But, first, we were served dinner from the eatery’s awesome tasting menu. Continue reading

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‘Scarves are always in style’

Rene Mackley spent a fun evening last week teaching many ways to tie scarves.

That’s what Rene Mackley told a  lucky group of women last week. They were the beneficiaries of Jeannie Dulaney purchasing an auction item entitling six folks to have wine, appetizers and a lesson in scarf tying at Linda’s Hallmark in Farragut. The auction was held to benefit the University of Tennessee College of Nursing.

Using the participants as models, Rene demonstrated how to tie long, square and rectangular scarves in various stylish ways, and she encouraged the women to wear them often. “When you wear a scarf, people always comment on it,” she noted.

One good suggestion: Hang your scarves in your closet around the outfit with which you plan to wear it. “If you stick your scarves in a drawer, you’ll forget about them,” she cautioned.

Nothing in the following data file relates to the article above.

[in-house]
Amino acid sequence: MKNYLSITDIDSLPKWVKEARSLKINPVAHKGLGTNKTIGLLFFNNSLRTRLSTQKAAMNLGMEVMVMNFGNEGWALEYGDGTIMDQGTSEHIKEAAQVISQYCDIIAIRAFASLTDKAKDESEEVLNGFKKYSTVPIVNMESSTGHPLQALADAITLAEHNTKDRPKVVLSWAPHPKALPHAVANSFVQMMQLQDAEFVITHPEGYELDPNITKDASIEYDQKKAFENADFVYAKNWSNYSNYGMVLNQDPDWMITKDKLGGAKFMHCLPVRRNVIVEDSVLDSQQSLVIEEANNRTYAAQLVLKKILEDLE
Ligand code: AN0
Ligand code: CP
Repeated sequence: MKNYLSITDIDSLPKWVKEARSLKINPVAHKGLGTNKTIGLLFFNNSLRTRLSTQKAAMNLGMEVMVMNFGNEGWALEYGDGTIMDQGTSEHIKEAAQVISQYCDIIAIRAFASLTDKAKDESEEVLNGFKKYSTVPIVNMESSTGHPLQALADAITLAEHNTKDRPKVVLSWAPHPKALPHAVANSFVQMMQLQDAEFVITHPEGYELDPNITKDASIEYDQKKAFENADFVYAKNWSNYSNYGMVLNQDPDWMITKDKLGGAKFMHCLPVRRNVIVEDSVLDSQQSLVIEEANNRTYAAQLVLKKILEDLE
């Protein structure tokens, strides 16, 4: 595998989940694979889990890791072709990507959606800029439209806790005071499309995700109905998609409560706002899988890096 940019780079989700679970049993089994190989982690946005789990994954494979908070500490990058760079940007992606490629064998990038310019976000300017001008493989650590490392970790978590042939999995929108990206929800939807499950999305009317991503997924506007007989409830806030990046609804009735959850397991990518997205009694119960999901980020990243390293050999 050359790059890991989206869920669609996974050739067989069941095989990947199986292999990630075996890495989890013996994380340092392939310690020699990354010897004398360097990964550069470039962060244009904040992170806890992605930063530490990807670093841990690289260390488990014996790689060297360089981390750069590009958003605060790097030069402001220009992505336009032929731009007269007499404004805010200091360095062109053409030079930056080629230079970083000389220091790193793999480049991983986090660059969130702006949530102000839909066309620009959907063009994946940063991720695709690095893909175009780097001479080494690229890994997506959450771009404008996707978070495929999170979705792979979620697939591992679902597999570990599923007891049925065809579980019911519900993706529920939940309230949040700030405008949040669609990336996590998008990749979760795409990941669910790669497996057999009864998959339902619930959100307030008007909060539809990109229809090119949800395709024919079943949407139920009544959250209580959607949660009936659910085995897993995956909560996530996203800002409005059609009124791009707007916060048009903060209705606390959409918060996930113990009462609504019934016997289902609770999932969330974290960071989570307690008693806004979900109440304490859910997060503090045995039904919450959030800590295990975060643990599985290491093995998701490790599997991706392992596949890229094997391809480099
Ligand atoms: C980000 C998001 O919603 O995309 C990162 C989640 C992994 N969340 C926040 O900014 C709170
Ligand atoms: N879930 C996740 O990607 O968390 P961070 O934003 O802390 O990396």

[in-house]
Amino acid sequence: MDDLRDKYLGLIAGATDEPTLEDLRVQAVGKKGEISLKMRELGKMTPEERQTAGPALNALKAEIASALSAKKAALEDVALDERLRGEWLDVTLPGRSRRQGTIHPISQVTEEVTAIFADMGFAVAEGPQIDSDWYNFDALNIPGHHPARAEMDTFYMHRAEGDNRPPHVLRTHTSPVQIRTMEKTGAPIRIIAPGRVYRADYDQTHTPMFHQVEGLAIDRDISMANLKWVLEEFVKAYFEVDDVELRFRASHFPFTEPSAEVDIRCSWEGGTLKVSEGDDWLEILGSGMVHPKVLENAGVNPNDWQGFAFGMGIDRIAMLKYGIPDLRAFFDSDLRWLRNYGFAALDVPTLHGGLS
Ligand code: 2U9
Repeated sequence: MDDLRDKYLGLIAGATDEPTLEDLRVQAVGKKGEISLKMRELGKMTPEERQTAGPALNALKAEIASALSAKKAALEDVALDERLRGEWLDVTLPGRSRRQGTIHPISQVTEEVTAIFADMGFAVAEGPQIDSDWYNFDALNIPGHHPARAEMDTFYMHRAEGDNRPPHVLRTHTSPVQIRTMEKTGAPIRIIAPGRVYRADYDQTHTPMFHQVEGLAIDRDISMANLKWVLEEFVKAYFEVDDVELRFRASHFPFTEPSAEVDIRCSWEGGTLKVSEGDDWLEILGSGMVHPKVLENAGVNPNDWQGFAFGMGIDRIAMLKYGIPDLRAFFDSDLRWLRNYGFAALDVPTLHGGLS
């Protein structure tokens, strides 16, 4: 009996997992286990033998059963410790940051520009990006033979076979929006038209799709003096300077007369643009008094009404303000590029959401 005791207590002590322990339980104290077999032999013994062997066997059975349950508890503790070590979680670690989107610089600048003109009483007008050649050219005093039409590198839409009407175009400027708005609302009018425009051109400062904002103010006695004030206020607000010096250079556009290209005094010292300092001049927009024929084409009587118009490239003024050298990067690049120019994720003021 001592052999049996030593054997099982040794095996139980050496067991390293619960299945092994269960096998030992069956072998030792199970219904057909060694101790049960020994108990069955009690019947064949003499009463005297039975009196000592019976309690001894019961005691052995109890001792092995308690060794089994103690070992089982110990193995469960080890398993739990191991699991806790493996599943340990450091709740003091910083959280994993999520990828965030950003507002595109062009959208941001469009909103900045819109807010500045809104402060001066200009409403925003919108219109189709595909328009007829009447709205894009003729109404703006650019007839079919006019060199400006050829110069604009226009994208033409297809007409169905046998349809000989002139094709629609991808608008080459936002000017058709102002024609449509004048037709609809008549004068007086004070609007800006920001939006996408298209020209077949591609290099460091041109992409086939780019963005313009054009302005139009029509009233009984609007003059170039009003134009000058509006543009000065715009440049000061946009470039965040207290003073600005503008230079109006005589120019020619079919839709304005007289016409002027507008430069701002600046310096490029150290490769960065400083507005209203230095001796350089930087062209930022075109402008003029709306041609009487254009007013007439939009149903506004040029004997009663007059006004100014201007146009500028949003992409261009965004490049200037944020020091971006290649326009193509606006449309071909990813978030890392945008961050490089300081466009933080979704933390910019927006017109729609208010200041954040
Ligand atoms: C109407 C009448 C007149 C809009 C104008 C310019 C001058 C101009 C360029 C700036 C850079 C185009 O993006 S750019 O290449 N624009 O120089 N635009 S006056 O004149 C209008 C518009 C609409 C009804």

In addition to the scarf learnings, the other two highlights of the evening were the appetizer made from Captain Rodney’s Original Boucan Glaze, which Linda’s Hallmark sells, and the “wine tour” of the store. The wine — and the 20 percent discount offered to the workshop participants — made for some robust shopping!

Continue reading

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Cuisine to crave! (Don’t read this if you are hungry.)

Blackberry Farm’s co-founder Kreis Beall, left, greets Knoxville Mayor Indya Kincannon at a fundraiser for the Knoxville Symphony Sunday night. It was an awesome evening.

I may already have had my best meal of 2020 — and it’s only February!

You can’t beat the Knoxville Symphony Orchestra’s annual trek to Blackberry Farm for what many think is the best fundraiser of the year. That occurred this past Sunday and it was, as usual, excellent. I have enjoyed a lot of great meals at Blackberry Farm. But I think this topped them all. Maybe it was because Kreis Beall, the founder of the posh resort, was in the house.

“Nah,” Beall said, brushing off the suggestion. “I’ve been retired two years. They don’t even know me.” Hmm. I’m not so sure about that. Especially with her new book getting rave reviews. (If you haven’t gotten your copy yet, head to Union Ave Books downtown and grab one.)